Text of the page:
Key Boston Celtics reserve Marcus Smart played 31 minutes in their Game 1 victory over the Washington Wizards.
Finishing with six points, four assists, three rebounds and three blocks, Smart impacted the game across the box score and with his typical energy and tenacity on the court.
Despite playing a key role in Boston’s epic 17-point comeback, Smart felt like he wasn’t playing well in the fourth quarter, so he something pretty surprising: pulled himself from the game.
"I just decided to take myself out. Things were going wrong and I was making a couple mistakes," Smart told reporters on Monday from Boston's practice facility. "Everyone else was playing good, so I decided to take myself out and let those guys keep going, and really calm myself down and get ready to go back into the game to finish the game.”
Within the first couple minutes of the fourth quarter, Smart struggled on multiple possessions and committed two fouls and two turnovers. That’s probably what he was referring to by “mistakes” in the quote above.
He spent less than a minute on the bench before coach Brad Stevens checked him back into the game, by the way.
While some Celtics fans and perhaps some members of the team might look down upon Smart taking himself out of the game, he rationalized his thinking very clearly.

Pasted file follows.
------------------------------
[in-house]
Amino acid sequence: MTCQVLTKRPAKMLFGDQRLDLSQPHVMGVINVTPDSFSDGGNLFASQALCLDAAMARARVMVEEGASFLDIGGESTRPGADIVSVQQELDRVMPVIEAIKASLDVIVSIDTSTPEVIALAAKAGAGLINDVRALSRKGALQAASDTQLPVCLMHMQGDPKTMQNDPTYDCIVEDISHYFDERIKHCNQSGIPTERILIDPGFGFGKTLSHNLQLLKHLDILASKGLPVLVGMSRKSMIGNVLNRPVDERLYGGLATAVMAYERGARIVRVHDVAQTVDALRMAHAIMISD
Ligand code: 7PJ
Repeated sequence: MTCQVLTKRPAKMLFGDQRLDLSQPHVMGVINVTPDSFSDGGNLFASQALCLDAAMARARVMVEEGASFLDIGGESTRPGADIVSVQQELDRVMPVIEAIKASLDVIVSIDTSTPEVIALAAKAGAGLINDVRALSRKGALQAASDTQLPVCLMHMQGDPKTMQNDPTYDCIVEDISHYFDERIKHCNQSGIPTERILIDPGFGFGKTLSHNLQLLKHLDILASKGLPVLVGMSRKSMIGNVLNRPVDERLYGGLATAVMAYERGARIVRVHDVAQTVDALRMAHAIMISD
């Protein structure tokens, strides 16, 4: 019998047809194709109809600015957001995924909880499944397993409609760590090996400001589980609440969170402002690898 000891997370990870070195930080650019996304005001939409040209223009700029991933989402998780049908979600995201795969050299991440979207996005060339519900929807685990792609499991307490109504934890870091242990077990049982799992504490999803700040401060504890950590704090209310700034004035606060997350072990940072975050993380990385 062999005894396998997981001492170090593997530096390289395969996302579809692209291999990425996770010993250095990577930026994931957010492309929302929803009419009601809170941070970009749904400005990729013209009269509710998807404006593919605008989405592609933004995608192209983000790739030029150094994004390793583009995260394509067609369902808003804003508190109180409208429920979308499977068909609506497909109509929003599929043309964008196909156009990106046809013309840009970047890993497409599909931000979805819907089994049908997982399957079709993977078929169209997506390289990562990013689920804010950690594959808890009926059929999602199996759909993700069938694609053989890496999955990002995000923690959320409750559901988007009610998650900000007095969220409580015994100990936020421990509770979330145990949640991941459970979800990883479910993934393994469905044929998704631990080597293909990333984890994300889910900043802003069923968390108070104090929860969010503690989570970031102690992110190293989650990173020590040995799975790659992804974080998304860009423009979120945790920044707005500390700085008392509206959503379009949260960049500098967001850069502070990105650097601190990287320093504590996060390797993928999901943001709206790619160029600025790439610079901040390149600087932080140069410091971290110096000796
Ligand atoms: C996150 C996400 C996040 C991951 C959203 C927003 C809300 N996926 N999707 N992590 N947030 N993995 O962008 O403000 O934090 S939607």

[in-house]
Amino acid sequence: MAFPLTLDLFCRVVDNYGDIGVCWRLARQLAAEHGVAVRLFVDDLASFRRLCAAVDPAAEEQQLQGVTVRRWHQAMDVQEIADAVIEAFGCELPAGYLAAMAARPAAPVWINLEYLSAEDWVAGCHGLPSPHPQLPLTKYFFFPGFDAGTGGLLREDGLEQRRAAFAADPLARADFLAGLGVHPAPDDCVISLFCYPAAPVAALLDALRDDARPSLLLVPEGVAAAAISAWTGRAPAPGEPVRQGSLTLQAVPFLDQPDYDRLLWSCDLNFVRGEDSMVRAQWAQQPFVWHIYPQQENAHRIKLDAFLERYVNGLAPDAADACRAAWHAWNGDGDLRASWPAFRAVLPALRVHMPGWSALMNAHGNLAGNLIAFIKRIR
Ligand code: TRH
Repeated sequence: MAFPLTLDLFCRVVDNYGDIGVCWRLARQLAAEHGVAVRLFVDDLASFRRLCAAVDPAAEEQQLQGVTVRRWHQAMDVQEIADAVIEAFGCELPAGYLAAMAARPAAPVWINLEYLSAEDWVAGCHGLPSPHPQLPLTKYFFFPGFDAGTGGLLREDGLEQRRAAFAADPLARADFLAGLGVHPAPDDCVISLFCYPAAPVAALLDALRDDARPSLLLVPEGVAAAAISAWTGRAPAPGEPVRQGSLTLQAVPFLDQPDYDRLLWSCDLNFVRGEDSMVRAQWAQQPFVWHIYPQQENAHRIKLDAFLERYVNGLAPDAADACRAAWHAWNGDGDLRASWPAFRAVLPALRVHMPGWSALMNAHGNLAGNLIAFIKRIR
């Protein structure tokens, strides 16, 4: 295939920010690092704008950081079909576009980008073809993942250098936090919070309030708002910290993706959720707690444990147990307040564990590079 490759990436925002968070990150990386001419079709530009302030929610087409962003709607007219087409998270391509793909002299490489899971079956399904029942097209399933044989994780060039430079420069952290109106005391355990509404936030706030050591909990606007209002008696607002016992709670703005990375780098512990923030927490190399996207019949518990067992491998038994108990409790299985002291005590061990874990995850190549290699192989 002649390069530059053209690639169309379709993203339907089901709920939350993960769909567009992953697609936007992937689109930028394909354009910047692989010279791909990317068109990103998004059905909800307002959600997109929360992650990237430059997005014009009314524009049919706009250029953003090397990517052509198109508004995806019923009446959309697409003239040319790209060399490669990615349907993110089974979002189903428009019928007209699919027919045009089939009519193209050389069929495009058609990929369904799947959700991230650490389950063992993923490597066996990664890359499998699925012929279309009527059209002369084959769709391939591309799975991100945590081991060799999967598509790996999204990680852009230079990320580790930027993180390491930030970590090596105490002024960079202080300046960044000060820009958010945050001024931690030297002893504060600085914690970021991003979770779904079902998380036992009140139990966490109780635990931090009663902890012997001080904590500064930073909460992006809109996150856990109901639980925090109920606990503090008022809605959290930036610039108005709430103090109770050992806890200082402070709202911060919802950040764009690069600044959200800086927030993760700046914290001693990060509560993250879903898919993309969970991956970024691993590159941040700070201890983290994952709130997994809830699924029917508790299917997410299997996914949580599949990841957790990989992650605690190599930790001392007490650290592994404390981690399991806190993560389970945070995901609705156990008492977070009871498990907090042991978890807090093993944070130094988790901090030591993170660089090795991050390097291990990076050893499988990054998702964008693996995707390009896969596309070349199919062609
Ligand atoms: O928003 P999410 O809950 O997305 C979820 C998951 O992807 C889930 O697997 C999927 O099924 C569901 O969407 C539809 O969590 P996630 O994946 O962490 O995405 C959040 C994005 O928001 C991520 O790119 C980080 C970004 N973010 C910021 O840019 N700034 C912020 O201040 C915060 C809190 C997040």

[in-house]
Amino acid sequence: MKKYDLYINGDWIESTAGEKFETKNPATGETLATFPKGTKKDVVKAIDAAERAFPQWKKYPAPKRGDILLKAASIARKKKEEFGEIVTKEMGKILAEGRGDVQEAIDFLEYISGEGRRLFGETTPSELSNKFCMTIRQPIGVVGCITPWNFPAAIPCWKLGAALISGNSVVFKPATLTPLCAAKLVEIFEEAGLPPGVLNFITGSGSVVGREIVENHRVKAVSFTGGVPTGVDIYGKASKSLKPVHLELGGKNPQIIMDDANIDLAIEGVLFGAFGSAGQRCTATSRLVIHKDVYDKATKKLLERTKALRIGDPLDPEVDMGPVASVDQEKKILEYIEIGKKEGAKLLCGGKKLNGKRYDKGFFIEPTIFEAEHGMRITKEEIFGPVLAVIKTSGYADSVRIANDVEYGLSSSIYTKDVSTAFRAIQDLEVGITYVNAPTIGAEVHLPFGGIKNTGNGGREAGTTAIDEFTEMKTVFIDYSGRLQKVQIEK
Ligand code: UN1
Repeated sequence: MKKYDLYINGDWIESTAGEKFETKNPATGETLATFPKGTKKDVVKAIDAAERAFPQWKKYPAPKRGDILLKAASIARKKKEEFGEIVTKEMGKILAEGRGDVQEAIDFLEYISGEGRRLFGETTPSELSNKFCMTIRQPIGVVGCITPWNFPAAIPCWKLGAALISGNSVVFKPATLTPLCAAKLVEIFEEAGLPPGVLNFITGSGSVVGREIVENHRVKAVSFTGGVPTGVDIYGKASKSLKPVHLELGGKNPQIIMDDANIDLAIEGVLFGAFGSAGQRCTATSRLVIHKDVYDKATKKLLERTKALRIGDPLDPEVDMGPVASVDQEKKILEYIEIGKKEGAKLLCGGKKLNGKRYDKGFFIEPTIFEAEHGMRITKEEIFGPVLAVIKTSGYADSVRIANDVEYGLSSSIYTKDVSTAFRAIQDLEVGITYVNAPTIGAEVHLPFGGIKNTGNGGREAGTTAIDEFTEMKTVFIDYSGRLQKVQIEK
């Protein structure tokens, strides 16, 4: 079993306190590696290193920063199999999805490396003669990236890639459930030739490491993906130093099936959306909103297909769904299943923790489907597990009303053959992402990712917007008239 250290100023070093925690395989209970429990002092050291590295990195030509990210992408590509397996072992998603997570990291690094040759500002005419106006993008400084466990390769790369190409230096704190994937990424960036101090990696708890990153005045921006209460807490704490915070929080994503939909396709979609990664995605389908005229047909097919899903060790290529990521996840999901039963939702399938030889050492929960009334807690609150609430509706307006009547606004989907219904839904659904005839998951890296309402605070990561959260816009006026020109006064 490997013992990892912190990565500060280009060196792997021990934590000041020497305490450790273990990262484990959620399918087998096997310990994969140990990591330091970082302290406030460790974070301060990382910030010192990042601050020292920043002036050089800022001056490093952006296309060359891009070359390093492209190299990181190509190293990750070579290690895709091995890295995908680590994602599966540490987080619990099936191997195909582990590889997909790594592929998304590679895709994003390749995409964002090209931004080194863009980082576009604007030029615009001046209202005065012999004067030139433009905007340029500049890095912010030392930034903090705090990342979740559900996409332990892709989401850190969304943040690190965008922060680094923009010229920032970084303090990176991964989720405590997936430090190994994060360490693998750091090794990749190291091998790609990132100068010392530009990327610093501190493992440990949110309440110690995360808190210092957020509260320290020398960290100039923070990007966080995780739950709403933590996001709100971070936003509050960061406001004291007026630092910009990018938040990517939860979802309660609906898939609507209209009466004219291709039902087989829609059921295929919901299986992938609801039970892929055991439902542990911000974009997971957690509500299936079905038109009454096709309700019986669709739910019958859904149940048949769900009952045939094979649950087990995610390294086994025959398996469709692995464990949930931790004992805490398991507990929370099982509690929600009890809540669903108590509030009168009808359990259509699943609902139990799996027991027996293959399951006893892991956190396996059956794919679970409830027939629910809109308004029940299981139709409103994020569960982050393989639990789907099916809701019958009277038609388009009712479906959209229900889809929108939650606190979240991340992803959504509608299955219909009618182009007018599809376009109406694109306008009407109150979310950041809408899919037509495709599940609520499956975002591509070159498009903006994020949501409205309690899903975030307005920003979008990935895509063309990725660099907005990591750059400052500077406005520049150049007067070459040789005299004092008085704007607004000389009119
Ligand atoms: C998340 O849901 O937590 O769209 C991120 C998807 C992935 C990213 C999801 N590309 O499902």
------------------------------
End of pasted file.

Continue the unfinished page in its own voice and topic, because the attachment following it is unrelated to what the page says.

"Some people probably think it was a little selfish of me. They'd think I was really mad at myself. But it really wasn't," said Smart. "I just felt like, at that moment, we were up and my plays with the two turnovers back-to-back and the two fouls, fouling a 3-point shooter -- something we all know you're not supposed to do, especially then he gets the and-1 that gets them rhythm and they keep going -- I just felt like at that time for me and my team I wasn't really doing anything to help.”
He doubled-down on the remarks, continuing, "So those guys, everybody else was in there playing. It wouldn't be fair for them and to this team for me to keep going and not give guys who've been playing well and things like that to just keep going and allowing myself to keep making mistakes. So I think it's from a maturity standpoint. Other people might look at it differently.”
He even went so far as to call it “selfless”, the opposite of “selfish”, which is how some people might have internalized it initially.
"I think that was a selfless act to be able to understand, obviously, right now things aren't going well for you, but this guy, he's been playing really well. So why should he come out when he's playing really well and not you? So I decided to take myself out," he explained.
Nonetheless, there doesn’t seem to be any bad blood between Smart and his teammates or the coaching staff as a result, which is a positive, since he will likely be tasked with playing 30-plus minutes in Game 2.
Since the Celtics employed a small-ball lineup for much of Game 1 and starter Gerald Green played just seven minutes without scoring a point, it remains to be seen whether or not Stevens will place Smart in the starting lineup in Tuesday night’s contest.
If he struggles again down the stretch, all eyes will be on whether Smart decides to pull himself from the game yet again.